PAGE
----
Just over a month ago, I wrote a post with the headline, "Dems haven't had this much national-security swagger since LBJ." At the time, the Democrats were concluding their convention and President Obama was enjoying rare and resounding double-digit leads over his Republican challenger on foreign policy, national security, and counterterrorism. That was before the deadly attack on the U.S. Consulate in Benghazi, Obama's lackluster performance in the first debate, and Mitt Romney's sustained post-debate bounce.
Fast-forward several weeks, and Romney appears to have made dramatic strides on foreign policy and national security. The wording of questions and types of respondents vary in the national polls below, so what follows is not an apples-to-apples analysis (sadly, there's no daily tracking poll for foreign policy). The most recent polls also don't reflect Obama's stronger outing in his second debate. But the general trend should be clear:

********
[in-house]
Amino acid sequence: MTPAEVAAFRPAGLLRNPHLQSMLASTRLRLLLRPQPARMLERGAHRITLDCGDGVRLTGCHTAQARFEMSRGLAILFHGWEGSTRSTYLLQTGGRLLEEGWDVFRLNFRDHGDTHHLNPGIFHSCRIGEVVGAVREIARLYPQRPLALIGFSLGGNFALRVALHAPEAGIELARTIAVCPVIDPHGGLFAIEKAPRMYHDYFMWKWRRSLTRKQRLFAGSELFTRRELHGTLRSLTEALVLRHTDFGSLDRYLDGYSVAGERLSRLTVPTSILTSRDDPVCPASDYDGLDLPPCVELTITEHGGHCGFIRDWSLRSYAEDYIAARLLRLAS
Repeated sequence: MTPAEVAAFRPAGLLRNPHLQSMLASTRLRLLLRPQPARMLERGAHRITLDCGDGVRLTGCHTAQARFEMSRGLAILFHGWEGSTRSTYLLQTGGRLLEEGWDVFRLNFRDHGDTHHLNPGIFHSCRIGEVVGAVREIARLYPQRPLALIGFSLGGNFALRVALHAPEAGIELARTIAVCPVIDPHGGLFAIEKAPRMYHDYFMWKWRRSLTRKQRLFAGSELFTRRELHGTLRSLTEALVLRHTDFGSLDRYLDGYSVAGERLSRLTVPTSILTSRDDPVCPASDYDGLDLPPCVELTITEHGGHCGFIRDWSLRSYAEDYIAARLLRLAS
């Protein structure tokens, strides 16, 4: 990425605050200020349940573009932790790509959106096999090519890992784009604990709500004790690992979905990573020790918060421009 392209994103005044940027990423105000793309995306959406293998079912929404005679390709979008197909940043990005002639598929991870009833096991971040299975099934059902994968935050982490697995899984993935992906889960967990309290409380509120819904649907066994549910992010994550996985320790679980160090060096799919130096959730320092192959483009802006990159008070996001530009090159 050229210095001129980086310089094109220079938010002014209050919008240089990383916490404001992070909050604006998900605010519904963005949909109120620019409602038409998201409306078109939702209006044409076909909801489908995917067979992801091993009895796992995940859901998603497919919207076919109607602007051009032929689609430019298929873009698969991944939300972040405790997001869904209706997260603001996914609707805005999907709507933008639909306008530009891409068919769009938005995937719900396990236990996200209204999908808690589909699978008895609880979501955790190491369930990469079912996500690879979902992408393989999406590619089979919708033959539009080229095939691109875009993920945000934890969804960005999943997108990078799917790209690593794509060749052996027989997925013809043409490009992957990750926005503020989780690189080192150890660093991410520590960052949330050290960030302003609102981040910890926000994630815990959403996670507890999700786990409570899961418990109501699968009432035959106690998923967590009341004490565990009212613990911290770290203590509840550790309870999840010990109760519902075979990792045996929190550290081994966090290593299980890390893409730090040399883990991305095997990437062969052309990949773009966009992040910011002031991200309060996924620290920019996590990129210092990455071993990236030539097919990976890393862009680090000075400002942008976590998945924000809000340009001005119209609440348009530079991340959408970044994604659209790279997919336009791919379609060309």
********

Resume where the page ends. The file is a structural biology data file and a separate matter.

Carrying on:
The Pew poll released this week also shows Obama losing some support for his response to the Libya attack, Obama and Romney running neck-and-neck on dealing with Iran's nuclear program, and Romney leading Obama by nine points on handling China's trade policies.
As I mentioned before, it's important to emphasize that these polls do not capture Obama's performance in the second debate. But when CNN polled Americans who watched this week's town hall and asked them which candidate would do a better job handling foreign policy, Obama emerged with a mere 49-47 advantage over Romney.
Obama clearly still has the overall edge on foreign policy. But his dominance appears to be waning -- just in time for a debate on foreign policy next week.
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